Resistivity techniques provide valuable information for hydrologic and environmental studies. It is a flexible method that is used to map both the lateral changes in geology and changes in geology with depth. Resistivity provides detailed profiles of shallow buried landfills and stream channels. Resistivity can probe 1000 feet into the earth, delineating sandy aquifers from clayey aquicludes. Unlike exploratory drilling, resistivity requires no special permits and avoids the risk of cross contaminating aquifers. Resistivity also:
Resistivity techniques are used to analyze soils for electrical grounding grids. The size of a grounding grid is in part dependent on the electrical resistivity of the soil. Soils that are electrically resistive require a larger grid than soils that are electrically conductive. The IEEE standard 81-1983 was developed to provide a standard for measuring earth resistivity for grounding grids.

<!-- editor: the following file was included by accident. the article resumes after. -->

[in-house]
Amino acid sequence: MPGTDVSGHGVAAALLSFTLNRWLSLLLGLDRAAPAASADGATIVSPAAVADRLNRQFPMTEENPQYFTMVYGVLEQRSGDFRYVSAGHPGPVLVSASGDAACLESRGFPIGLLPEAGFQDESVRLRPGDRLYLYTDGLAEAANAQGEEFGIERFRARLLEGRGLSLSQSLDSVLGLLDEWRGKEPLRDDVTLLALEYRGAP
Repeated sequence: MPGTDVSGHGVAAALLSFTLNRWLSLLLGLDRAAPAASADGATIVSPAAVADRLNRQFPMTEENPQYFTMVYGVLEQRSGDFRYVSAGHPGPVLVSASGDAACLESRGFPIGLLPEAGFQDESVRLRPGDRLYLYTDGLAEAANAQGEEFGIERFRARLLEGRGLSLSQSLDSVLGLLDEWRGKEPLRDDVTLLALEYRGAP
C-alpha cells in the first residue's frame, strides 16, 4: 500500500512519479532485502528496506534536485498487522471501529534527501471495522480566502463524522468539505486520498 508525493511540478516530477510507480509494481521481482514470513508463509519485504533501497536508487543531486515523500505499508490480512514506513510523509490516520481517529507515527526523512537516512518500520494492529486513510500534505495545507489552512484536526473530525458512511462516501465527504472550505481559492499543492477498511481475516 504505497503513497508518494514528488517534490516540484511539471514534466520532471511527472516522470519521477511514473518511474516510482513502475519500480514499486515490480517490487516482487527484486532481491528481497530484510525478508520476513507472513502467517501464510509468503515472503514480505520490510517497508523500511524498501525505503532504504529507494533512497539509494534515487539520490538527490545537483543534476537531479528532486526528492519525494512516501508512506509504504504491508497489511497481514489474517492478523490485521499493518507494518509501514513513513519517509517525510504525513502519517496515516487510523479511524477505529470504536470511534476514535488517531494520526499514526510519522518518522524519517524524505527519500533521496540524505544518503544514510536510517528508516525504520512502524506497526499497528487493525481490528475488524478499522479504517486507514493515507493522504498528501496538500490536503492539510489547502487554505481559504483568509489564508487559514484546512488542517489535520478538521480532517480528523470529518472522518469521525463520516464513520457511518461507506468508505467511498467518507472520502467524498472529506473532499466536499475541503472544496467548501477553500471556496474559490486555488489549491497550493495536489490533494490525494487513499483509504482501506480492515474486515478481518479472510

J R Associates follows the IEEE Four-Point method employing equally spaced electrodes. In geophysics this is called a Wenner Array. Four electrodes are placed in a straight line at intervals of "a" and hammered a short distance into the ground. A measured electrical current is injected into the outer electrodes and a voltage is measured between the inner electrodes. The average resistivity to a depth equal to the "a" spacing is calculated from the voltage, current and "a" spacing. A profile of resistivity versus depth can be made by making incremental increases in the "a" spacing and repeating the measurements. The resistivity profile can then be used by electrical engineers to design a grounding grid.
At J R Associates we stand ready to apply our geophysical expertise to your particular requirements. Please contact us to discuss how our combination of techniques, knowledge and experience can provide you with a window on what's underground.